Wiesel warned: "First they will speak of 6 million Jews and 5 million non-Jews. Soon they will speak of 11 million victims, some of whom were Jews. And then they will speak of 11 million victims without even mentioning the Jews."
In the end, Wiesel settled for a linguistic solution - "While all Jews were victims, not all victims were Jews" - and a metaphysical, ahistorical formulation, which was used in the report to the president of the President's Commission on the Holocaust: "The Holocaust was the systematic state-sponsored murder of the Jews by the Nazis and their collaborators during World War II; as night descended million of others were killed as well."
Historically, the institutions and methods first developed for incarcerating and ultimately killing non-Jews, such as the concentration camps and gassing installations, were later used to kill Jews. And in the end non-Jewish victims of the Nazis were included in the Washington museum and in other Holocaust museums built afterward, including the revamped Yad Vashem.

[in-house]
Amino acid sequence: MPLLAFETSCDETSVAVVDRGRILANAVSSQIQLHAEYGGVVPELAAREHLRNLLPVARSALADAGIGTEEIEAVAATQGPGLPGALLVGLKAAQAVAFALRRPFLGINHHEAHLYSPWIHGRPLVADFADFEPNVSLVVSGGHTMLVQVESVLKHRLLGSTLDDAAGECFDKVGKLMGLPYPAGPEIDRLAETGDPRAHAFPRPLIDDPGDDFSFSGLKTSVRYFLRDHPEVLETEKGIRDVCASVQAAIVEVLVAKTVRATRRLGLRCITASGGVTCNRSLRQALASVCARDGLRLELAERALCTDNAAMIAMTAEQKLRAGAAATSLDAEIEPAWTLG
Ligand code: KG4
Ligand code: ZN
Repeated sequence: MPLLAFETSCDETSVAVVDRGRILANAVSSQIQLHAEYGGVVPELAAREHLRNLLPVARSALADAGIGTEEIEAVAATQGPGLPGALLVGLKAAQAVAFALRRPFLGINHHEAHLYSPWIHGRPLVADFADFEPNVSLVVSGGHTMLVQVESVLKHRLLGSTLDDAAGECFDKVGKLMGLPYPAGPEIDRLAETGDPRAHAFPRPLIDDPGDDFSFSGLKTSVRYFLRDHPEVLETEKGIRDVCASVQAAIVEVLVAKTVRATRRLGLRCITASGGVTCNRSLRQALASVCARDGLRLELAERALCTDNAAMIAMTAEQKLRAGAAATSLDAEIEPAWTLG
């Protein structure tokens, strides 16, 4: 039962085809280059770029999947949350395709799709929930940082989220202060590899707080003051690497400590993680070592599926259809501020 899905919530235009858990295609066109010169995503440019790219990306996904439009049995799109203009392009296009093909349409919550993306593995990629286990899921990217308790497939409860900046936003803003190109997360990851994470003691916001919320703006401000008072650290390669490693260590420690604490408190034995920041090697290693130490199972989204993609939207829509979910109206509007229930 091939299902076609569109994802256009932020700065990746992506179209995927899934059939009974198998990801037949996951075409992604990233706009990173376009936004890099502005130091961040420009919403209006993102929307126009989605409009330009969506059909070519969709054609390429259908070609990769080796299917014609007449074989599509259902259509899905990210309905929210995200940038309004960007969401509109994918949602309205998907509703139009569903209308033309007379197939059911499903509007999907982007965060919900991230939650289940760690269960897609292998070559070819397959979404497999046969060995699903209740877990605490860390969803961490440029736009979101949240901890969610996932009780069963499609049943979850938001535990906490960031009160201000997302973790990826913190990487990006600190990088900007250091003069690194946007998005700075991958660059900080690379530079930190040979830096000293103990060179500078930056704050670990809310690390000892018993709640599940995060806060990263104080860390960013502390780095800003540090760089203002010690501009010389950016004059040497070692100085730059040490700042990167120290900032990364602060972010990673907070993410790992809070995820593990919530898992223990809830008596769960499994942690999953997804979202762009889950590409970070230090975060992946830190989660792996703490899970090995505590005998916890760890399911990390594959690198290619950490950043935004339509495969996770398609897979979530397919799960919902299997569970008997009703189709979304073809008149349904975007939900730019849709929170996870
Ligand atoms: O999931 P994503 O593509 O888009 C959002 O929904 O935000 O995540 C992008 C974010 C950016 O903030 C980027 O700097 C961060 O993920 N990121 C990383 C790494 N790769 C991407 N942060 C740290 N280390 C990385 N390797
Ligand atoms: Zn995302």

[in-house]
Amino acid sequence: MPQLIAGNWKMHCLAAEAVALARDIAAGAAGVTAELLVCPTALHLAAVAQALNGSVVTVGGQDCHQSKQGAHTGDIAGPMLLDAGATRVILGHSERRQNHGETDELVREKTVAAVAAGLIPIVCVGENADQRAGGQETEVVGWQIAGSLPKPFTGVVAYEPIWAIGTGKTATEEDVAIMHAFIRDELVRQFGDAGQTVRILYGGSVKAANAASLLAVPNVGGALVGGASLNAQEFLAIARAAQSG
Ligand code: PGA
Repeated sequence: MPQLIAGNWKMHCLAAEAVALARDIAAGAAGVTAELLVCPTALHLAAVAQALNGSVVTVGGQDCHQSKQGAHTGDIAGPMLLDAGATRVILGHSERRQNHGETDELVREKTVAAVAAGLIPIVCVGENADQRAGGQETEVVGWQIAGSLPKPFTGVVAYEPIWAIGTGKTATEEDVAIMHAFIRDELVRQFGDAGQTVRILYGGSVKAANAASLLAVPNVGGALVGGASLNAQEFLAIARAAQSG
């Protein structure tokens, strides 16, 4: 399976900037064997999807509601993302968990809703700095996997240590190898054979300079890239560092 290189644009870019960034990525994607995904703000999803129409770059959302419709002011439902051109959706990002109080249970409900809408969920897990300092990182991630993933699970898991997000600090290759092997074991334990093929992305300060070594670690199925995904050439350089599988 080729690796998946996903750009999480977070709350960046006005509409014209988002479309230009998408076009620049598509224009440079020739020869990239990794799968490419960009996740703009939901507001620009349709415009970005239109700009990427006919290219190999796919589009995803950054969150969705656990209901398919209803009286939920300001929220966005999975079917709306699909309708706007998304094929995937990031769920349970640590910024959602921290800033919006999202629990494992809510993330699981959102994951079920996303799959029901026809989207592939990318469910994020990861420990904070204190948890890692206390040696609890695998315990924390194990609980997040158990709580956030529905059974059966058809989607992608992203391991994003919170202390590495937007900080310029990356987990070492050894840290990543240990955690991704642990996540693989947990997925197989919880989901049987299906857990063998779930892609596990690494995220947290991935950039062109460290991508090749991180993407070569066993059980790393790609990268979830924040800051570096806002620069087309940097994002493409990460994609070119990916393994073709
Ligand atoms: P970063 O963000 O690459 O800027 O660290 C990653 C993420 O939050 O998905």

One simply could not describe the uniqueness of the Jewish tragedy without including non-Jewish victims of Nazism. Bauer was wrong: Inclusion was not submergence. Only by considering all victims could one understand how the Jewish experience was unlike that of non-Jews.
Nonetheless, as Segev well understands, the 5 million figure was invented by Wiesenthal for a political purpose: to gain support from European governments for the prosecution of Nazi war criminals. Wiesenthal wanted to make the Holocaust not only about Jews, but also about non-Jewish European nationals, citizens of the very countries whose support he wanted. Moreover, Wiesenthal's definition reflected his own experience during the Holocaust. While Elie Wiesel was incarcerated in Birkenau and Buna-Monowitz during the great spring 1944 Hungarian transports, which were limited to Jews, Wiesenthal was in camps whose inmates included both Jews and non-Jews.
Were there tensions between them, and some jealousy? Wiesenthal expressed admiration for Wiesel, but they were rivals. It appeared for some time that they might have to awkwardly share the Nobel Peace Prize in 1985, but the Waldheim controversy may have cost Wiesenthal his chance at the prize. Also, Wiesenthal naively refused to campaign for the prize, while Wiesel's supporters, superbly organized by the late Sigmund Strochlitz, made every effort to secure him the prize. Wiesel remained above the fray, seemingly surprised by the award. In contrast, Wiesenthal did not, for example, turn loose Rabbi Marvin Hier, universally acknowledged as a master of public relations.